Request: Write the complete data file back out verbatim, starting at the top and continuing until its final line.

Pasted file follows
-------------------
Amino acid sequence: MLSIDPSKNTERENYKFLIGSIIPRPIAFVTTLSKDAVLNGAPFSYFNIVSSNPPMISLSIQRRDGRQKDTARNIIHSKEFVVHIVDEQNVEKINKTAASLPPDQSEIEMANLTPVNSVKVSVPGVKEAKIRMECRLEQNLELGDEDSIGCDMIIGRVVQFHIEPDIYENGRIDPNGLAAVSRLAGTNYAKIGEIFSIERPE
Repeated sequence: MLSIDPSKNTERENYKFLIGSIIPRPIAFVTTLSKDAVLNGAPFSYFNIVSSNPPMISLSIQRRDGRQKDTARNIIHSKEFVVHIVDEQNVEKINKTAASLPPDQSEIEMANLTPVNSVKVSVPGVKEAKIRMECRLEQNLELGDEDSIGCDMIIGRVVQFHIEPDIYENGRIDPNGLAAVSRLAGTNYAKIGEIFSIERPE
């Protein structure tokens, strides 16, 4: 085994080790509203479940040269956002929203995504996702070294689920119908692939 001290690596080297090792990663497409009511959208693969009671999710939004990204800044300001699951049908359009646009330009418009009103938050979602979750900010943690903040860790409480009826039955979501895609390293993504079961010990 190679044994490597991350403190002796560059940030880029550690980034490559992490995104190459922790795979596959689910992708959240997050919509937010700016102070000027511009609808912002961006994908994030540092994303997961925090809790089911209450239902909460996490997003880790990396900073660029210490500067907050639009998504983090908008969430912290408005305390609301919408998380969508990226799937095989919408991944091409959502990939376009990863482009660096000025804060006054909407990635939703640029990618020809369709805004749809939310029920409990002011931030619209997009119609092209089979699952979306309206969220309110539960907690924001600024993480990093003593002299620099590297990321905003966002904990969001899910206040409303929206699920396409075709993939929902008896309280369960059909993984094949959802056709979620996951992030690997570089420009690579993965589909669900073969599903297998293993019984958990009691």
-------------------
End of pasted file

Amino acid sequence: MLSIDPSKNTERENYKFLIGSIIPRPIAFVTTLSKDAVLNGAPFSYFNIVSSNPPMISLSIQRRDGRQKDTARNIIHSKEFVVHIVDEQNVEKINKTAASLPPDQSEIEMANLTPVNSVKVSVPGVKEAKIRMECRLEQNLELGDEDSIGCDMIIGRVVQFHIEPDIYENGRIDPNGLAAVSRLAGTNYAKIGEIFSIERPE
Repeated sequence: MLSIDPSKNTERENYKFLIGSIIPRPIAFVTTLSKDAVLNGAPFSYFNIVSSNPPMISLSIQRRDGRQKDTARNIIHSKEFVVHIVDEQNVEKINKTAASLPPDQSEIEMANLTPVNSVKVSVPGVKEAKIRMECRLEQNLELGDEDSIGCDMIIGRVVQFHIEPDIYENGRIDPNGLAAVSRLAGTNYAKIGEIFSIERPE
């Protein structure tokens, strides 16, 4: 085994080790509203479940040269956002929203995504996702070294689920119908692939 001290690596080297090792990663497409009511959208693969009671999710939004990204800044300001699951049908359009646009330009418009009103938050979602979750900010943690903040860790409480009826039955979501895609390293993504079961010990 190679044994490597991350403190002796560059940030880029550690980034490559992490995104190459922790795979596959689910992708959240997050919509937010700016102070000027511009609808912002961006994908994030540092994303997961925090809790089911209450239902909460996490997003880790990396900073660029210490500067907050639009998504983090908008969430912290408005305390609301919408998380969508990226799937095989919408991944091409959502990939376009990863482009660096000025804060006054909407990635939703640029990618020809369709805004749809939310029920409990002011931030619209997009119609092209089979699952979306309206969220309110539960907690924001600024993480990093003593002299620099590297990321905003966002904990969001899910206040409303929206699920396409075709993939929902008896309280369960059909993984094949959802056709979620996951992030690997570089420009690579993965589909669900073969599903297998293993019984958990009691």